The Evolution of Fairness Norms
Multidisciplinary Research Workshop 23 May 2012, 10.00-12.00, Villa La Fonte, Conference Room with Ken Binmore, ESRC Centre for Economic Learning and Social Evolution, University College London
Our lives are shaped by the choices we make, whether that choice is which job to take, who to vote for, or who to marry. The social sciences study why humans make the choices they do. Human choice, however, is often shaped by social interactions. And when one person’s choice depends on the choices of others, the analysis quickly become very complex. A specific technique has been developed to study choice in this situation: Game Theory.
Indeed, over the last two decades there has been an explosion in the number and breadth of applications of game theory to understanding social behavior. Just to name a few: interpersonal choice, collective choice, coalition formation, information diffusion, social learning, network interaction and formation of social networks, bargaining, social norms, and social justice. Besides using game theory, scholars from disciplines across the social and behavioral sciences have been nourishing game theory as an analytical framework with the knowledge and insights of their areas of expertise. In this back and forth process some fascinating conversations have begun across disciplines, thus creating a very vibrant and appealing growth edge.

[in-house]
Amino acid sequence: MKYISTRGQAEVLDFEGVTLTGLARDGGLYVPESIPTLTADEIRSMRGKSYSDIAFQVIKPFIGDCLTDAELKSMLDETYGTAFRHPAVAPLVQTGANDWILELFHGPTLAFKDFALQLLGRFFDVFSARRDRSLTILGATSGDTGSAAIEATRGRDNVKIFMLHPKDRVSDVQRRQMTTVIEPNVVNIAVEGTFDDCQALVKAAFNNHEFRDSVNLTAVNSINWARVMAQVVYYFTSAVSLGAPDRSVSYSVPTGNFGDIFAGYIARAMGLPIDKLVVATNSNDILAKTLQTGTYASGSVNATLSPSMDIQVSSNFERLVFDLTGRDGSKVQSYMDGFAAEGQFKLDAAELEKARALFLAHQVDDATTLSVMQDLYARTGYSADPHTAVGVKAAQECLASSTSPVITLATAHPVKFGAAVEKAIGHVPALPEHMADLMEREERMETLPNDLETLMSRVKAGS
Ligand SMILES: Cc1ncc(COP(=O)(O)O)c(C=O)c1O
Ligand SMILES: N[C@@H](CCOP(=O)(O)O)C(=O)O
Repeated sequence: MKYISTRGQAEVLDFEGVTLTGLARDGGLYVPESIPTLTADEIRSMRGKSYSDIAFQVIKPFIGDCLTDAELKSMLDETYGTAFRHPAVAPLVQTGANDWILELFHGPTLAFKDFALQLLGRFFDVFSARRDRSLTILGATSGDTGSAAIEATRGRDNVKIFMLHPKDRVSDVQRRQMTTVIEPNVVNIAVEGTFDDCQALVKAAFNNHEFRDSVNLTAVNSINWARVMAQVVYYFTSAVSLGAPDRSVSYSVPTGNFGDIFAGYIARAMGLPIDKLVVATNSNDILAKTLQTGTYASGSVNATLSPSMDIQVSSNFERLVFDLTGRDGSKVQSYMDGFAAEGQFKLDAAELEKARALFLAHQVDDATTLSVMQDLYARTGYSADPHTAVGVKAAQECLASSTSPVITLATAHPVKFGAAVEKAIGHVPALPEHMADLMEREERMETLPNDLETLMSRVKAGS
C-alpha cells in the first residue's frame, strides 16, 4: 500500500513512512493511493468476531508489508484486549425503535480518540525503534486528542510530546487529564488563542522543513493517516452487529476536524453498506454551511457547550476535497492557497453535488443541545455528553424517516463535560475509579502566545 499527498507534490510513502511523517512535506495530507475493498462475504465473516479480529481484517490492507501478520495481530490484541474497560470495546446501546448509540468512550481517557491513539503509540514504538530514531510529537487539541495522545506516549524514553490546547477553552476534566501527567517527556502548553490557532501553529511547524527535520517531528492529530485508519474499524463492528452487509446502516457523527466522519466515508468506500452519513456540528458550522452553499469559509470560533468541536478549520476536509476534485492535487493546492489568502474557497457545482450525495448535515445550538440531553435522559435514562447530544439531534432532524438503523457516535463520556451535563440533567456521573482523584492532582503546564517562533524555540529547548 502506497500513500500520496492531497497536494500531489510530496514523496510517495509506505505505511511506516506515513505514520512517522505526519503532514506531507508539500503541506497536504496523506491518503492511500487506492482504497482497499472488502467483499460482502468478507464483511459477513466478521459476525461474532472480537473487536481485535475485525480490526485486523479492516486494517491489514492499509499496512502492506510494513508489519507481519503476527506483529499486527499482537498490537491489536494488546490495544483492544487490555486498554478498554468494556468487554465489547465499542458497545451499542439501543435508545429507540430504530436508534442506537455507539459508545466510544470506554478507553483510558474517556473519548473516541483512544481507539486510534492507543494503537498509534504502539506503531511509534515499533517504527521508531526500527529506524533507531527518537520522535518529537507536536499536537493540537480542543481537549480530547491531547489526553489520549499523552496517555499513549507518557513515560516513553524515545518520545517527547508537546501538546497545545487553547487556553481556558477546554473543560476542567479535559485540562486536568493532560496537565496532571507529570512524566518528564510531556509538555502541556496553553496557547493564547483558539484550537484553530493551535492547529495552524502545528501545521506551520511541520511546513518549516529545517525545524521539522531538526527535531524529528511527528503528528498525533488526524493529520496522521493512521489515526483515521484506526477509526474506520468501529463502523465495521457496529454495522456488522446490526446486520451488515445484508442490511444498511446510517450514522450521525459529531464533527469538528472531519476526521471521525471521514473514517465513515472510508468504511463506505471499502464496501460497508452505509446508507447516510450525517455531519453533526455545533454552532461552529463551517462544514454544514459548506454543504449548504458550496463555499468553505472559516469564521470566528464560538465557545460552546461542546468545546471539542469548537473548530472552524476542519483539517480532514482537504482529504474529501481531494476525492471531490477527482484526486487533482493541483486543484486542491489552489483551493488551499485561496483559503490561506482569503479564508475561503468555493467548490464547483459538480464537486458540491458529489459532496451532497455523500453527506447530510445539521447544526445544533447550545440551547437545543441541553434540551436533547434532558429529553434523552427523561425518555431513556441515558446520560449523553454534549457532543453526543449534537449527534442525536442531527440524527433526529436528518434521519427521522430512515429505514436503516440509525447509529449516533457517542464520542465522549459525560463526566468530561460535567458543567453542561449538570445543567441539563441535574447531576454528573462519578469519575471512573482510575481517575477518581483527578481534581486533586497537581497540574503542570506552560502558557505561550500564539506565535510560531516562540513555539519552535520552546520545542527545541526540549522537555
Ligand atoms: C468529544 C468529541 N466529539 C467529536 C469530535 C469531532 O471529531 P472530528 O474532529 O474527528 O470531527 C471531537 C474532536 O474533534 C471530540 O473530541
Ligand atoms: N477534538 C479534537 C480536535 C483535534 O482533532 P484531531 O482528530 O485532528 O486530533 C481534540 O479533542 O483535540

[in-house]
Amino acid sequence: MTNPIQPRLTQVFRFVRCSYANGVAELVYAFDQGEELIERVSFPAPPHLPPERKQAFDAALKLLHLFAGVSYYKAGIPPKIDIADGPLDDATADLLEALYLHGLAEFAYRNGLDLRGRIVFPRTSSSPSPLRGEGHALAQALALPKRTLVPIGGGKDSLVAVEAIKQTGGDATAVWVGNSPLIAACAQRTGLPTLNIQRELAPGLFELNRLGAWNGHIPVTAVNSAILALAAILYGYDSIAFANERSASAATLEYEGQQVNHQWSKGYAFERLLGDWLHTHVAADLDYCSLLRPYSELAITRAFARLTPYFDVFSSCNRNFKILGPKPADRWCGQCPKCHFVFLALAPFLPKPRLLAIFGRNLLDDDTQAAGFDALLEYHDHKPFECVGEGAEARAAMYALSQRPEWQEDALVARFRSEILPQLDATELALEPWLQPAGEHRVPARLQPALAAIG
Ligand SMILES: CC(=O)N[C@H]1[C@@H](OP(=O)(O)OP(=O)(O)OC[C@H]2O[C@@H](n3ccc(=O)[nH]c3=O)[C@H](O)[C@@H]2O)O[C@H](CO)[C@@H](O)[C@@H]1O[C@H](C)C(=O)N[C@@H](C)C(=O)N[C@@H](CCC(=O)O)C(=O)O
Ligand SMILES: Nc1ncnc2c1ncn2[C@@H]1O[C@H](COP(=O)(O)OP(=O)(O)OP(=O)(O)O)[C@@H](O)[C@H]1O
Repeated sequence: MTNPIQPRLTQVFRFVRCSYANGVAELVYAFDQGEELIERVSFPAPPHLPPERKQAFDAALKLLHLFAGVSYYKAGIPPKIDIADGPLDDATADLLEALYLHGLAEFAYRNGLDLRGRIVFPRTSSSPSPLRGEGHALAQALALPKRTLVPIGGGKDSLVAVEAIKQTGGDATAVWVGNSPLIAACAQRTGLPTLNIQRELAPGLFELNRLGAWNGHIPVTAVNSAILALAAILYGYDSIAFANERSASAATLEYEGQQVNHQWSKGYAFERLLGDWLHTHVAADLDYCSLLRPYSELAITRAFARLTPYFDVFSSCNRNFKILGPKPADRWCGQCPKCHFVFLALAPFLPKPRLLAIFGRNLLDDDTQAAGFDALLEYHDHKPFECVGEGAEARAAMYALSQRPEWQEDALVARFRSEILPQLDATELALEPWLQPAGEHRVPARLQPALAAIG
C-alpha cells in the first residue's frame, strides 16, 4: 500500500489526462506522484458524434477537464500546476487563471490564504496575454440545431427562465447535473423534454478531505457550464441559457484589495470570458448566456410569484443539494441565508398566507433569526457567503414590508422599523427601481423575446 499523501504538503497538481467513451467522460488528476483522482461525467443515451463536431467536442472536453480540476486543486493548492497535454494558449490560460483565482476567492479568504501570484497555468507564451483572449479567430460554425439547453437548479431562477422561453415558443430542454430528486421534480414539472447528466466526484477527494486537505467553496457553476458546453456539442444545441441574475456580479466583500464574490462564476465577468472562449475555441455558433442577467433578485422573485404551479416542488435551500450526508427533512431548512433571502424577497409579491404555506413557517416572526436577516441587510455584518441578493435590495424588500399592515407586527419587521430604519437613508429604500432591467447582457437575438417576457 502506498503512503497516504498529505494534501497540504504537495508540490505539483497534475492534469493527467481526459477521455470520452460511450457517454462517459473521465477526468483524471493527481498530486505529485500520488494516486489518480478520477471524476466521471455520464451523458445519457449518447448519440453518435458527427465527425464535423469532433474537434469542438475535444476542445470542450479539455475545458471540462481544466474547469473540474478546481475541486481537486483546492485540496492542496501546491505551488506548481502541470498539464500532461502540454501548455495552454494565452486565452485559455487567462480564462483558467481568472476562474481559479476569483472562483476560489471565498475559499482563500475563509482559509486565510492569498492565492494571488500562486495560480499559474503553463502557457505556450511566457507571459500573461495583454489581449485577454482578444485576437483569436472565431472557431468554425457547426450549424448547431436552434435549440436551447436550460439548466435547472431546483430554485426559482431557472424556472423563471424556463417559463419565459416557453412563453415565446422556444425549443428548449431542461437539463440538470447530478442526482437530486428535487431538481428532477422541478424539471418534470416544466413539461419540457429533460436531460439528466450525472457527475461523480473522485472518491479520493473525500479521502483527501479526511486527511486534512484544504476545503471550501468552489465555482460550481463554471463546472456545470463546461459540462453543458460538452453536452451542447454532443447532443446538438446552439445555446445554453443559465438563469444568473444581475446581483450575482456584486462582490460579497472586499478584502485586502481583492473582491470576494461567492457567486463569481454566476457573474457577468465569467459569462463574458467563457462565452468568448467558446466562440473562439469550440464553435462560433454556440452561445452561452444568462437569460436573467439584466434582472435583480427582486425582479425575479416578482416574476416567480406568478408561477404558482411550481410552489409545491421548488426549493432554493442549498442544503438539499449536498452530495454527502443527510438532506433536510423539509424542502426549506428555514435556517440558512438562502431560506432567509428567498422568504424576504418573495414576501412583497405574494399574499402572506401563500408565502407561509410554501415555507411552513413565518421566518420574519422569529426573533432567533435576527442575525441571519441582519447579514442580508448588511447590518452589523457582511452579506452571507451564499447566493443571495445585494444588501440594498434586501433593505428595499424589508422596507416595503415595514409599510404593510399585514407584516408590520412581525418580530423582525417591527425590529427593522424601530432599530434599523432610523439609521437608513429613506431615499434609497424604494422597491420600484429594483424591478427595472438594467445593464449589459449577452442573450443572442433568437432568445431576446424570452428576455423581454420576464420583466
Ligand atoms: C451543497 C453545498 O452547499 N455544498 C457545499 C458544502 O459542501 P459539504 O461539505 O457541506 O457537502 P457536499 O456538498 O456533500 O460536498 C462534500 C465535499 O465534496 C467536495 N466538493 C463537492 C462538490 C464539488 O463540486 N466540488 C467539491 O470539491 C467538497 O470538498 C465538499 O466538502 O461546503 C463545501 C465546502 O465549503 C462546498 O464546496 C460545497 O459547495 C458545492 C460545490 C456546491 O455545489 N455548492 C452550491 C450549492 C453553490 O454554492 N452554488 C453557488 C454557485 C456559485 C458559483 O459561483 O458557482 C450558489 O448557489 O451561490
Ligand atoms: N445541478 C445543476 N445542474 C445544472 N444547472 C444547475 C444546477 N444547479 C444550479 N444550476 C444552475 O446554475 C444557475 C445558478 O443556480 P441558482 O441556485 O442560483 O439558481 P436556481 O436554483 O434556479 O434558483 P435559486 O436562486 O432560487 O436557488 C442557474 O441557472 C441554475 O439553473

This proliferation of game theory has not been without controversy. One specific critique of game theory is that its practitioners use Occam’s razor too liberally, cutting away factors that are essential in shaping human behavior. To address this critique, new research has adapted the standard game theory framework to bring in important insights on human behavior from across the behavioral sciences.
This workshop has two main objectives:
1) To convey the spirit of game theory and discuss some of its applications to understanding social processes.
2) To show some of the ways in which game theory has been nourished by insights on human behavior from across the behavioral sciences.
Organizers: ECO Academic Practice Group, Tomás Rodriguez Barraquer , Agustin Casas , Justin Valasek , Max Weber Fellows